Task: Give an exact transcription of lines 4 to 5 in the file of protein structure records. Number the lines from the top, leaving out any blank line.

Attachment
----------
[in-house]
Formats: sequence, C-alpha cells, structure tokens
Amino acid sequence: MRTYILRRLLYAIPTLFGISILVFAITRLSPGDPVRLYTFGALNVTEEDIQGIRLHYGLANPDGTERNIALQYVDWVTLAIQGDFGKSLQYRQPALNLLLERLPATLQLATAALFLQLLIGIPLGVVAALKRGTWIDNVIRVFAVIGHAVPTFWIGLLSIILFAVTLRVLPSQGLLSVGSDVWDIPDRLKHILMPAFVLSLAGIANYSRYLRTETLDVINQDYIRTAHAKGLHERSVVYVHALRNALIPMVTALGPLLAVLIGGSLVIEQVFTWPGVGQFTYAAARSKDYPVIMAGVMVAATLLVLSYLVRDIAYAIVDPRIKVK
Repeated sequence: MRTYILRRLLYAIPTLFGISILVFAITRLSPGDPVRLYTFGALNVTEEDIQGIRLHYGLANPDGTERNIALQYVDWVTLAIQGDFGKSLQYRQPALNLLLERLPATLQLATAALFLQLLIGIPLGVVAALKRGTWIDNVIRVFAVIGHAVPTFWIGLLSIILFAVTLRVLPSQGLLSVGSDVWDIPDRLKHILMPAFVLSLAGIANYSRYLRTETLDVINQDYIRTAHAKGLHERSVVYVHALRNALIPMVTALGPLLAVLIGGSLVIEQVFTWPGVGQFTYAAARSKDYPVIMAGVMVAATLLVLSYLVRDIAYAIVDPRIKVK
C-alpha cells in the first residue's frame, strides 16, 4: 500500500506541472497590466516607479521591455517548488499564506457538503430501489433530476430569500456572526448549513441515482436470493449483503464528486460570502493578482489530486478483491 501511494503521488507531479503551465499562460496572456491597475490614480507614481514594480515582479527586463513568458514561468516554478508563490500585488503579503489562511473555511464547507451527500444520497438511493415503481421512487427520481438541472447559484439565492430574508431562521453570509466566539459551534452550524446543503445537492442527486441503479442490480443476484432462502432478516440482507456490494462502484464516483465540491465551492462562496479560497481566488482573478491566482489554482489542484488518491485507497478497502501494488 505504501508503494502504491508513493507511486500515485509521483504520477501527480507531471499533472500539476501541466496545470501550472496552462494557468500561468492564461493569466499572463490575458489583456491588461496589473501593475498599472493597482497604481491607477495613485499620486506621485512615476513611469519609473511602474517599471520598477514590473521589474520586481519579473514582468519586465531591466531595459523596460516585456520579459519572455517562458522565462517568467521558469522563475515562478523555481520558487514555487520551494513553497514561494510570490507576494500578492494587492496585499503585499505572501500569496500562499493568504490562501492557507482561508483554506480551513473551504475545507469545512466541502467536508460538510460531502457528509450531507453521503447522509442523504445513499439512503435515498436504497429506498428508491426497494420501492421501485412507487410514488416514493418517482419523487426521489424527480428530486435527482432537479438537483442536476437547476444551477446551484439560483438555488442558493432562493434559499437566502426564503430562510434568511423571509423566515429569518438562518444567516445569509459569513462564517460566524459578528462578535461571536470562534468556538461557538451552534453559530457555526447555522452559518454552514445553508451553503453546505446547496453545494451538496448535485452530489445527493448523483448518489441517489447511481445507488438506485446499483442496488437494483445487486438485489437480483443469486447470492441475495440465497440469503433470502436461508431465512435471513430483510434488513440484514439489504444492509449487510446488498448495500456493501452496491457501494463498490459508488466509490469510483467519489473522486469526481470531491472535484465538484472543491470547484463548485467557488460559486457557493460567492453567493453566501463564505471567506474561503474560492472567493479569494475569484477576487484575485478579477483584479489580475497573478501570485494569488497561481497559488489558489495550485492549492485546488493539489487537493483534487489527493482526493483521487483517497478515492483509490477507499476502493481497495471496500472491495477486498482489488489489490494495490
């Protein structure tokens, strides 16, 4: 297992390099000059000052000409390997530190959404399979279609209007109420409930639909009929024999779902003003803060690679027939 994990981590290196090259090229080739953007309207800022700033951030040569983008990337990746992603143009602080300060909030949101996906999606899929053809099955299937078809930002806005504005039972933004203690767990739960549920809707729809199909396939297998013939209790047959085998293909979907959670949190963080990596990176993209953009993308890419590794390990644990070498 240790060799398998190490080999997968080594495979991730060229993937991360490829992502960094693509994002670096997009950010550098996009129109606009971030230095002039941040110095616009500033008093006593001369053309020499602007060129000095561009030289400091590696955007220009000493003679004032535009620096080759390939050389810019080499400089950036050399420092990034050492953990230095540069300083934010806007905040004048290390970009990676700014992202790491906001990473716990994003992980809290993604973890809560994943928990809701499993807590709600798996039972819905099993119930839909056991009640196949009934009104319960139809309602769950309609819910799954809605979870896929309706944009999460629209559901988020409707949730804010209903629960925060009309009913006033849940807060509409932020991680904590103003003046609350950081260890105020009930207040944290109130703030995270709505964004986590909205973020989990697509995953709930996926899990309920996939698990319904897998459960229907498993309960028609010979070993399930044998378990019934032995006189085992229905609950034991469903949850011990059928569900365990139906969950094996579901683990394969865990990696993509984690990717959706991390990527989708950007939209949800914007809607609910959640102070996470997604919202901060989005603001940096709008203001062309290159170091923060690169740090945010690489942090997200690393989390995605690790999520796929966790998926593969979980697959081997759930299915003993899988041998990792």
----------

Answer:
Repeated sequence: MRTYILRRLLYAIPTLFGISILVFAITRLSPGDPVRLYTFGALNVTEEDIQGIRLHYGLANPDGTERNIALQYVDWVTLAIQGDFGKSLQYRQPALNLLLERLPATLQLATAALFLQLLIGIPLGVVAALKRGTWIDNVIRVFAVIGHAVPTFWIGLLSIILFAVTLRVLPSQGLLSVGSDVWDIPDRLKHILMPAFVLSLAGIANYSRYLRTETLDVINQDYIRTAHAKGLHERSVVYVHALRNALIPMVTALGPLLAVLIGGSLVIEQVFTWPGVGQFTYAAARSKDYPVIMAGVMVAATLLVLSYLVRDIAYAIVDPRIKVK
C-alpha cells in the first residue's frame, strides 16, 4: 500500500506541472497590466516607479521591455517548488499564506457538503430501489433530476430569500456572526448549513441515482436470493449483503464528486460570502493578482489530486478483491 501511494503521488507531479503551465499562460496572456491597475490614480507614481514594480515582479527586463513568458514561468516554478508563490500585488503579503489562511473555511464547507451527500444520497438511493415503481421512487427520481438541472447559484439565492430574508431562521453570509466566539459551534452550524446543503445537492442527486441503479442490480443476484432462502432478516440482507456490494462502484464516483465540491465551492462562496479560497481566488482573478491566482489554482489542484488518491485507497478497502501494488 505504501508503494502504491508513493507511486500515485509521483504520477501527480507531471499533472500539476501541466496545470501550472496552462494557468500561468492564461493569466499572463490575458489583456491588461496589473501593475498599472493597482497604481491607477495613485499620486506621485512615476513611469519609473511602474517599471520598477514590473521589474520586481519579473514582468519586465531591466531595459523596460516585456520579459519572455517562458522565462517568467521558469522563475515562478523555481520558487514555487520551494513553497514561494510570490507576494500578492494587492496585499503585499505572501500569496500562499493568504490562501492557507482561508483554506480551513473551504475545507469545512466541502467536508460538510460531502457528509450531507453521503447522509442523504445513499439512503435515498436504497429506498428508491426497494420501492421501485412507487410514488416514493418517482419523487426521489424527480428530486435527482432537479438537483442536476437547476444551477446551484439560483438555488442558493432562493434559499437566502426564503430562510434568511423571509423566515429569518438562518444567516445569509459569513462564517460566524459578528462578535461571536470562534468556538461557538451552534453559530457555526447555522452559518454552514445553508451553503453546505446547496453545494451538496448535485452530489445527493448523483448518489441517489447511481445507488438506485446499483442496488437494483445487486438485489437480483443469486447470492441475495440465497440469503433470502436461508431465512435471513430483510434488513440484514439489504444492509449487510446488498448495500456493501452496491457501494463498490459508488466509490469510483467519489473522486469526481470531491472535484465538484472543491470547484463548485467557488460559486457557493460567492453567493453566501463564505471567506474561503474560492472567493479569494475569484477576487484575485478579477483584479489580475497573478501570485494569488497561481497559488489558489495550485492549492485546488493539489487537493483534487489527493482526493483521487483517497478515492483509490477507499476502493481497495471496500472491495477486498482489488489489490494495490